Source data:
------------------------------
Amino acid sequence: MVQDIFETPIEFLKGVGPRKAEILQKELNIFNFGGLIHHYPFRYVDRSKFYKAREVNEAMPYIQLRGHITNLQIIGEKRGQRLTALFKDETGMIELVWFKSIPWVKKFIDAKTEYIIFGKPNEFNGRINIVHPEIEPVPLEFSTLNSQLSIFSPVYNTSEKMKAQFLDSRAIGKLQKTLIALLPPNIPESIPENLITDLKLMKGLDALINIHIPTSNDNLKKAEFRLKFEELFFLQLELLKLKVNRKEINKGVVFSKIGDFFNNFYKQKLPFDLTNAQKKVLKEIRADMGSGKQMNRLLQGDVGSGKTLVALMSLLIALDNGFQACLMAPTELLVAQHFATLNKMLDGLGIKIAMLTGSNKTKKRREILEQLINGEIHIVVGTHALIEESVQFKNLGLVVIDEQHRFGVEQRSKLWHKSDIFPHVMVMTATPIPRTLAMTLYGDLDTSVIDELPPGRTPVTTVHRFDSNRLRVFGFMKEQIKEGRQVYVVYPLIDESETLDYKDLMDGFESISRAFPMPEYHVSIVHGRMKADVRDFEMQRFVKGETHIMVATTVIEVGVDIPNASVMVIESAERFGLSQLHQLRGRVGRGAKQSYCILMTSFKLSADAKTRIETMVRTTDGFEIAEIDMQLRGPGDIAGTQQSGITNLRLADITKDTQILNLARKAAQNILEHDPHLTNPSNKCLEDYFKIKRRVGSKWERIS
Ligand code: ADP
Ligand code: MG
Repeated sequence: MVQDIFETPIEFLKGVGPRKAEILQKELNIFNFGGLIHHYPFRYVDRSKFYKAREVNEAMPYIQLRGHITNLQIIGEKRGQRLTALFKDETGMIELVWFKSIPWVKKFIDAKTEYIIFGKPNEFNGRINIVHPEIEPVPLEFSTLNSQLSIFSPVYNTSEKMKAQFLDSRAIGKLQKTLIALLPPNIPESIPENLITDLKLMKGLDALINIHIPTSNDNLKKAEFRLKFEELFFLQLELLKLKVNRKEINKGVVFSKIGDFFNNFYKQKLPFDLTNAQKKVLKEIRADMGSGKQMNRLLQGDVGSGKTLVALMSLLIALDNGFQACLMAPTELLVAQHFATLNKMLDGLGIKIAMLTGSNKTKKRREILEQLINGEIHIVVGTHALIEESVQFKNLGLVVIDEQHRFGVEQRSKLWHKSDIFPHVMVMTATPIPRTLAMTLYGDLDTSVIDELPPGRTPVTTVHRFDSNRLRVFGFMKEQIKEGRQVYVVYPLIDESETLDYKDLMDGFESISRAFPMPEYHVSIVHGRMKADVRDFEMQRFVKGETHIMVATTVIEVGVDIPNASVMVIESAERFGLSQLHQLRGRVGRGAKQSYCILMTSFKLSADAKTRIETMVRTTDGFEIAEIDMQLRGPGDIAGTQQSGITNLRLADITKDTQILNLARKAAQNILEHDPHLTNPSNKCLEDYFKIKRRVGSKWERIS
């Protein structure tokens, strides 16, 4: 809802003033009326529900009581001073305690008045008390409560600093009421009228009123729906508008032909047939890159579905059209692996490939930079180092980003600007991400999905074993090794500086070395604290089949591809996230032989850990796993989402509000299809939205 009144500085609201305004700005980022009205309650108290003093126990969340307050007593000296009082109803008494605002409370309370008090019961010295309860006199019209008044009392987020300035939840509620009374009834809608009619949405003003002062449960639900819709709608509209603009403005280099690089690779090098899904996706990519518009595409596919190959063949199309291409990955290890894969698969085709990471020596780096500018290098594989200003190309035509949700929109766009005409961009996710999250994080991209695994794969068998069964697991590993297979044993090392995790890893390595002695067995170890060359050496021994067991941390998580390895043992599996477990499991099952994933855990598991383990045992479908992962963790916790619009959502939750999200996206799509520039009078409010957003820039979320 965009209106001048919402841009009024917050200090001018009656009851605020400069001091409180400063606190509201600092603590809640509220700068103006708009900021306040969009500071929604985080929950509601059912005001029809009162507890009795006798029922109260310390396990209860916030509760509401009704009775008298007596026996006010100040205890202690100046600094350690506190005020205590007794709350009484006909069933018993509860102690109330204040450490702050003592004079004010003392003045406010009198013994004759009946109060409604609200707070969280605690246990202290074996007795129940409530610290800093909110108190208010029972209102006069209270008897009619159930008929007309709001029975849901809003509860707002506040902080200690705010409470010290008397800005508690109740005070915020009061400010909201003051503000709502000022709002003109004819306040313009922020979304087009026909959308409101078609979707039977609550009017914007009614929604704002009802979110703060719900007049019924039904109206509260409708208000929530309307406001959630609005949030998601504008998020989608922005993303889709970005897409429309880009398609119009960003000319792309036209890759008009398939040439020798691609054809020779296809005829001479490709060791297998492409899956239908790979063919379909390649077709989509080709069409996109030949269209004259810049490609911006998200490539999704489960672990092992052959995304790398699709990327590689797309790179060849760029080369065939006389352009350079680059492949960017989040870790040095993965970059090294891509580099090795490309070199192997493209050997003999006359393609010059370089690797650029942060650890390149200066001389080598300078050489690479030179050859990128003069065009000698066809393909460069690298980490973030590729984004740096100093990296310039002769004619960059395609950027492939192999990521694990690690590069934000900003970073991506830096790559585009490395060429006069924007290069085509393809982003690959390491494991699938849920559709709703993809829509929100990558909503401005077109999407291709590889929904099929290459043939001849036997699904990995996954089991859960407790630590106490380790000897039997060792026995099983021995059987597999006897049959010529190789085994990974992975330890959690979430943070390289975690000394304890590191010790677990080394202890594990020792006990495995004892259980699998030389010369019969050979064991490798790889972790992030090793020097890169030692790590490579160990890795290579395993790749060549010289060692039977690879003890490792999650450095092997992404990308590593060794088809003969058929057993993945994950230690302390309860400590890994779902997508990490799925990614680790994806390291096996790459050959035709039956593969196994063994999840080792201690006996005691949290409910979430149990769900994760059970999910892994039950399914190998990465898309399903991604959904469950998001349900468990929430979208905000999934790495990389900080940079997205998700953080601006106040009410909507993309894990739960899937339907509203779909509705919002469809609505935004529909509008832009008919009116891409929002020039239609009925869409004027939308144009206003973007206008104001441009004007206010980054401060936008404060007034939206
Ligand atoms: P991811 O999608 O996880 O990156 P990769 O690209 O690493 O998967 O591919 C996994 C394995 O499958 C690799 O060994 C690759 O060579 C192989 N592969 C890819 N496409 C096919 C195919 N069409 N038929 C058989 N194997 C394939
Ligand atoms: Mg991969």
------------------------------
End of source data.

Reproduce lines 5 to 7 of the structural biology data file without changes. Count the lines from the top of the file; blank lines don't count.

């Protein structure tokens, strides 16, 4: 809802003033009326529900009581001073305690008045008390409560600093009421009228009123729906508008032909047939890159579905059209692996490939930079180092980003600007991400999905074993090794500086070395604290089949591809996230032989850990796993989402509000299809939205 009144500085609201305004700005980022009205309650108290003093126990969340307050007593000296009082109803008494605002409370309370008090019961010295309860006199019209008044009392987020300035939840509620009374009834809608009619949405003003002062449960639900819709709608509209603009403005280099690089690779090098899904996706990519518009595409596919190959063949199309291409990955290890894969698969085709990471020596780096500018290098594989200003190309035509949700929109766009005409961009996710999250994080991209695994794969068998069964697991590993297979044993090392995790890893390595002695067995170890060359050496021994067991941390998580390895043992599996477990499991099952994933855990598991383990045992479908992962963790916790619009959502939750999200996206799509520039009078409010957003820039979320 965009209106001048919402841009009024917050200090001018009656009851605020400069001091409180400063606190509201600092603590809640509220700068103006708009900021306040969009500071929604985080929950509601059912005001029809009162507890009795006798029922109260310390396990209860916030509760509401009704009775008298007596026996006010100040205890202690100046600094350690506190005020205590007794709350009484006909069933018993509860102690109330204040450490702050003592004079004010003392003045406010009198013994004759009946109060409604609200707070969280605690246990202290074996007795129940409530610290800093909110108190208010029972209102006069209270008897009619159930008929007309709001029975849901809003509860707002506040902080200690705010409470010290008397800005508690109740005070915020009061400010909201003051503000709502000022709002003109004819306040313009922020979304087009026909959308409101078609979707039977609550009017914007009614929604704002009802979110703060719900007049019924039904109206509260409708208000929530309307406001959630609005949030998601504008998020989608922005993303889709970005897409429309880009398609119009960003000319792309036209890759008009398939040439020798691609054809020779296809005829001479490709060791297998492409899956239908790979063919379909390649077709989509080709069409996109030949269209004259810049490609911006998200490539999704489960672990092992052959995304790398699709990327590689797309790179060849760029080369065939006389352009350079680059492949960017989040870790040095993965970059090294891509580099090795490309070199192997493209050997003999006359393609010059370089690797650029942060650890390149200066001389080598300078050489690479030179050859990128003069065009000698066809393909460069690298980490973030590729984004740096100093990296310039002769004619960059395609950027492939192999990521694990690690590069934000900003970073991506830096790559585009490395060429006069924007290069085509393809982003690959390491494991699938849920559709709703993809829509929100990558909503401005077109999407291709590889929904099929290459043939001849036997699904990995996954089991859960407790630590106490380790000897039997060792026995099983021995059987597999006897049959010529190789085994990974992975330890959690979430943070390289975690000394304890590191010790677990080394202890594990020792006990495995004892259980699998030389010369019969050979064991490798790889972790992030090793020097890169030692790590490579160990890795290579395993790749060549010289060692039977690879003890490792999650450095092997992404990308590593060794088809003969058929057993993945994950230690302390309860400590890994779902997508990490799925990614680790994806390291096996790459050959035709039956593969196994063994999840080792201690006996005691949290409910979430149990769900994760059970999910892994039950399914190998990465898309399903991604959904469950998001349900468990929430979208905000999934790495990389900080940079997205998700953080601006106040009410909507993309894990739960899937339907509203779909509705919002469809609505935004529909509008832009008919009116891409929002020039239609009925869409004027939308144009206003973007206008104001441009004007206010980054401060936008404060007034939206
Ligand atoms: P991811 O999608 O996880 O990156 P990769 O690209 O690493 O998967 O591919 C996994 C394995 O499958 C690799 O060994 C690759 O060579 C192989 N592969 C890819 N496409 C096919 C195919 N069409 N038929 C058989 N194997 C394939
Ligand atoms: Mg991969």